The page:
Phoenix has signed a contract with BMW to buy Rover Cars for a nominal sum of £10. The deal follows almost two months of frenetic negotiations involving Phoenix, BMW, the original bidders Alchemy Partners and the UK Government.
“It’s a very satisfactory outcome for us. It’s an emotional day,” said Mr Towers. “We have a huge amount of work to do to get the cash flow into a positive balance. We are determined to do that.”
Not all industry analysts are convinced that Phoenix can bring about the transformation of Rover needed for long-term survival. But for now there is a huge sense of relief at Longbridge and across the West Midlands.
Workers get a share
To add to staff celebrations, Mr Towers said he planned to give the workforce a share in the business. The former Rover chief executive said the idea was to set up a trust into which he would put “more than a third” of the firm’s share value, giving staff a direct interest in its future success.
He also said he expected “less than a thousand” job losses, many fewer than would have gone had the original bidder, Alchemy Partners, been successful in taking control of Rover. This point was immediately welcomed by Tony Woodley of the Transport & General Workers Union, who said: “We are delighted.”
Mr Towers described Rover cars as “tremendous products” and said there were “many opportunities” for the future involving collaboration with other car makers. He also pledged to make Rover profitable “within two years”.
Officially, Phoenix took responsibility for the development, production and distribution of Rover cars from 0800 GMT on Tuesday. Sir Ken Jackson, general secretary of the Amalgamated Engineering and Electrical Union, said: “This is tremendous news. “It saves thousands of jobs and gives Longbridge a secure future. I am absolutely delighted for the whole workforce.”
Production of the Rover 75 will be shifted from Cowley, Oxford, to Longbridge in Birmingham as part of the deal. Phoenix retains production of the full Rover range, MG and the current Mini, and plans to develop an estate version of the award-winning 75 model.
BMW keeps the new Mini, to be produced at Cowley, and retains rights to the Triumph and Riley marque names. BMW had already agreed to sell Land Rover to Ford. The news came the morning after one of America’s largest banks, First Union, offered £200m ($306m) to finance the Phoenix bid for the loss-making UK carmaker.
As part of the deal, BMW is lending Phoenix about £500m ($765m) to help cover the cost of redundancies and restructuring. UK Trade Secretary Stephen Byers warned that some big decisions lay ahead. He said: “There are still difficult decisions. The proposals will involve a number of jobs being lost”.
But he said that the government stood ready to help facilitate any future negotiations between Phoenix and other car companies, and would still make about £120m available for the regeneration of the West Midlands. He also praised BMW for its constructive attitude in the past few weeks.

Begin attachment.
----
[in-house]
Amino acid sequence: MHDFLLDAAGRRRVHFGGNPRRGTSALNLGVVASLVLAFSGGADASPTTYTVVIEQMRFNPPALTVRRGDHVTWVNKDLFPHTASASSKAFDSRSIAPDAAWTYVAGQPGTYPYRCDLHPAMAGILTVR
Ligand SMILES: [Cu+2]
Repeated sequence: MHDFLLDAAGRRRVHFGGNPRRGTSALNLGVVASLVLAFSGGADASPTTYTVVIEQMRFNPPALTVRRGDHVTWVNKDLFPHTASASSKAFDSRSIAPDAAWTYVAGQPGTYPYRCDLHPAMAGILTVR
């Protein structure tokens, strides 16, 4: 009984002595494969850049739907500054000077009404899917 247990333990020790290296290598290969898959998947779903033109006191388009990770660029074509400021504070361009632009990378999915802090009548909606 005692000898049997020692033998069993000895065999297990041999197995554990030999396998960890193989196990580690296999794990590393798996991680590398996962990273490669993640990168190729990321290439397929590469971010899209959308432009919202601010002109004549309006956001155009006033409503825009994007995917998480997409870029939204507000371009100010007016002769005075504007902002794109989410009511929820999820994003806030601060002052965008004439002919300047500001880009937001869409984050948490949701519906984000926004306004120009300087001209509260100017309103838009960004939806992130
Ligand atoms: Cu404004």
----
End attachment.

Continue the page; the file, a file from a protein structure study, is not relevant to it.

Mr Byers ran into political flak when it emerged that he had not known in advance of BMW’s plans to sell Rover. The biggest long-term question centres on the future of the mid-range cars, the Rover 25 and 45, which will need to be replaced in due course.
One possibility would be the involvement of another car maker who might be able to supply the technology and platform for a new model.
Bank backing crucial
Rover’s previous owner, German car giant BMW, had threatened to close its subsidiary’s Longbridge plant by the end of the month if it could not find a buyer. Until recently, BMW had voiced doubts about whether Phoenix had enough money to take on Rover, which has been losing its German parent about £2m a day.
Closing Longbridge would have cost at least 9,000 jobs at the factory and up to 15,000 others at suppliers and in the local economy. The finance for the deal was assembled with great speed over the weekend.
A spokesman for First Union said on Monday its offer of financial backing was conditional and subject to “due diligence” – an examination of Phoenix’s business plan. The money has been offered as “working capital” – a loan paying interest – and not in exchange for a stake in the company.
Sales rise boosts hopes
The Phoenix consortium, which includes two Rover dealers and racing car group Lola, has declined to disclose the full financial details of its bid. It had been reported that Mayflower, on whose board former prime minister John Major sits, was part of the consortium, but it said on Tuesday that it was not part of the deal.
A dramatic rise in Rover new car sales in April brought fresh hope that the Phoenix bid would be successful. Figures from the Society of Motor Manufacturers and Traders (SMMT) show that Rover car sales leapt by 116.5% to 22,665 units. The sales boost has been attributed to discounts, but Rover officials are hoping it signals a wave of patriotic support in the face of the threatened demise of the marque.
The Phoenix consortium had been the favourite of the UK government and unions to take over the car firm. It stepped into the running for Rover after the break up of talks between BMW and venture capitalists Alchemy Partners, whose plan had been to concentrate on small-scale production of cars under the MG badge.